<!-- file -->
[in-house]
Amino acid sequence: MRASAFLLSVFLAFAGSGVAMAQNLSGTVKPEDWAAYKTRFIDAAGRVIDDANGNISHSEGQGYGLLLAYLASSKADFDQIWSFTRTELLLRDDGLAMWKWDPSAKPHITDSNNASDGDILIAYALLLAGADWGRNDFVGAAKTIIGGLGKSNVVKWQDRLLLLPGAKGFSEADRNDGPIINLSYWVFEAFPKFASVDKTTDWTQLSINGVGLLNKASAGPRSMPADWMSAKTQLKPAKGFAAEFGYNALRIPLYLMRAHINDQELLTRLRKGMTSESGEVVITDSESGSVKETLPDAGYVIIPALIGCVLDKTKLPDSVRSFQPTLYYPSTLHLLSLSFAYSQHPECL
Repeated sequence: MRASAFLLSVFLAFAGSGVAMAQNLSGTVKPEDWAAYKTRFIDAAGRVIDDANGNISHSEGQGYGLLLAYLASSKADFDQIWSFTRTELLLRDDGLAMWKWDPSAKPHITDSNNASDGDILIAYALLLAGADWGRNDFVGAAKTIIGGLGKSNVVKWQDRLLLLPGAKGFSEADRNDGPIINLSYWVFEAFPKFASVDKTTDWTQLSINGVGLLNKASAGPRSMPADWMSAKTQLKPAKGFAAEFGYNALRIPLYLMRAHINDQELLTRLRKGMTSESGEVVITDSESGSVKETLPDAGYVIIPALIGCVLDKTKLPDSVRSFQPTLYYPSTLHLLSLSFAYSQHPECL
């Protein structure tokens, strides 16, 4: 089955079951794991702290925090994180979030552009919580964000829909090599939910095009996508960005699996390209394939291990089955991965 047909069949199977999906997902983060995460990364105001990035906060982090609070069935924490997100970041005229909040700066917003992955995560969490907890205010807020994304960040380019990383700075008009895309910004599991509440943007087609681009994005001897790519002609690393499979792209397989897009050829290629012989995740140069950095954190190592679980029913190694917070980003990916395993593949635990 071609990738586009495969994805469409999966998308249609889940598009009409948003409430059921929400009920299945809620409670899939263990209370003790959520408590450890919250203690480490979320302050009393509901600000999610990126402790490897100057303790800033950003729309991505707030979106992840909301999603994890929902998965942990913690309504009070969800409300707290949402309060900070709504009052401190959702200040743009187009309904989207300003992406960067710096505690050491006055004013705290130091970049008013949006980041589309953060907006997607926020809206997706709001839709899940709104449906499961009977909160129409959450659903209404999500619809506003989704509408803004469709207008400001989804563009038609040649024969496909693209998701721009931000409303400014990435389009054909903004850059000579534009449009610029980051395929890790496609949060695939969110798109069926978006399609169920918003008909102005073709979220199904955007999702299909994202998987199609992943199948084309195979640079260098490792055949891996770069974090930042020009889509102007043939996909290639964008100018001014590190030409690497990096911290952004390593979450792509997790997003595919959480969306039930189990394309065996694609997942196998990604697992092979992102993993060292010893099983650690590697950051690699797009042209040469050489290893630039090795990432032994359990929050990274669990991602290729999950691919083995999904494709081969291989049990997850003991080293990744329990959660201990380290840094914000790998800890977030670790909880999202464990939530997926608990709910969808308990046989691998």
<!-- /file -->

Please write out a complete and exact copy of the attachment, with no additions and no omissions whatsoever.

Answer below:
[in-house]
Amino acid sequence: MRASAFLLSVFLAFAGSGVAMAQNLSGTVKPEDWAAYKTRFIDAAGRVIDDANGNISHSEGQGYGLLLAYLASSKADFDQIWSFTRTELLLRDDGLAMWKWDPSAKPHITDSNNASDGDILIAYALLLAGADWGRNDFVGAAKTIIGGLGKSNVVKWQDRLLLLPGAKGFSEADRNDGPIINLSYWVFEAFPKFASVDKTTDWTQLSINGVGLLNKASAGPRSMPADWMSAKTQLKPAKGFAAEFGYNALRIPLYLMRAHINDQELLTRLRKGMTSESGEVVITDSESGSVKETLPDAGYVIIPALIGCVLDKTKLPDSVRSFQPTLYYPSTLHLLSLSFAYSQHPECL
Repeated sequence: MRASAFLLSVFLAFAGSGVAMAQNLSGTVKPEDWAAYKTRFIDAAGRVIDDANGNISHSEGQGYGLLLAYLASSKADFDQIWSFTRTELLLRDDGLAMWKWDPSAKPHITDSNNASDGDILIAYALLLAGADWGRNDFVGAAKTIIGGLGKSNVVKWQDRLLLLPGAKGFSEADRNDGPIINLSYWVFEAFPKFASVDKTTDWTQLSINGVGLLNKASAGPRSMPADWMSAKTQLKPAKGFAAEFGYNALRIPLYLMRAHINDQELLTRLRKGMTSESGEVVITDSESGSVKETLPDAGYVIIPALIGCVLDKTKLPDSVRSFQPTLYYPSTLHLLSLSFAYSQHPECL
């Protein structure tokens, strides 16, 4: 089955079951794991702290925090994180979030552009919580964000829909090599939910095009996508960005699996390209394939291990089955991965 047909069949199977999906997902983060995460990364105001990035906060982090609070069935924490997100970041005229909040700066917003992955995560969490907890205010807020994304960040380019990383700075008009895309910004599991509440943007087609681009994005001897790519002609690393499979792209397989897009050829290629012989995740140069950095954190190592679980029913190694917070980003990916395993593949635990 071609990738586009495969994805469409999966998308249609889940598009009409948003409430059921929400009920299945809620409670899939263990209370003790959520408590450890919250203690480490979320302050009393509901600000999610990126402790490897100057303790800033950003729309991505707030979106992840909301999603994890929902998965942990913690309504009070969800409300707290949402309060900070709504009052401190959702200040743009187009309904989207300003992406960067710096505690050491006055004013705290130091970049008013949006980041589309953060907006997607926020809206997706709001839709899940709104449906499961009977909160129409959450659903209404999500619809506003989704509408803004469709207008400001989804563009038609040649024969496909693209998701721009931000409303400014990435389009054909903004850059000579534009449009610029980051395929890790496609949060695939969110798109069926978006399609169920918003008909102005073709979220199904955007999702299909994202998987199609992943199948084309195979640079260098490792055949891996770069974090930042020009889509102007043939996909290639964008100018001014590190030409690497990096911290952004390593979450792509997790997003595919959480969306039930189990394309065996694609997942196998990604697992092979992102993993060292010893099983650690590697950051690699797009042209040469050489290893630039090795990432032994359990929050990274669990991602290729999950691919083995999904494709081969291989049990997850003991080293990744329990959660201990380290840094914000790998800890977030670790909880999202464990939530997926608990709910969808308990046989691998």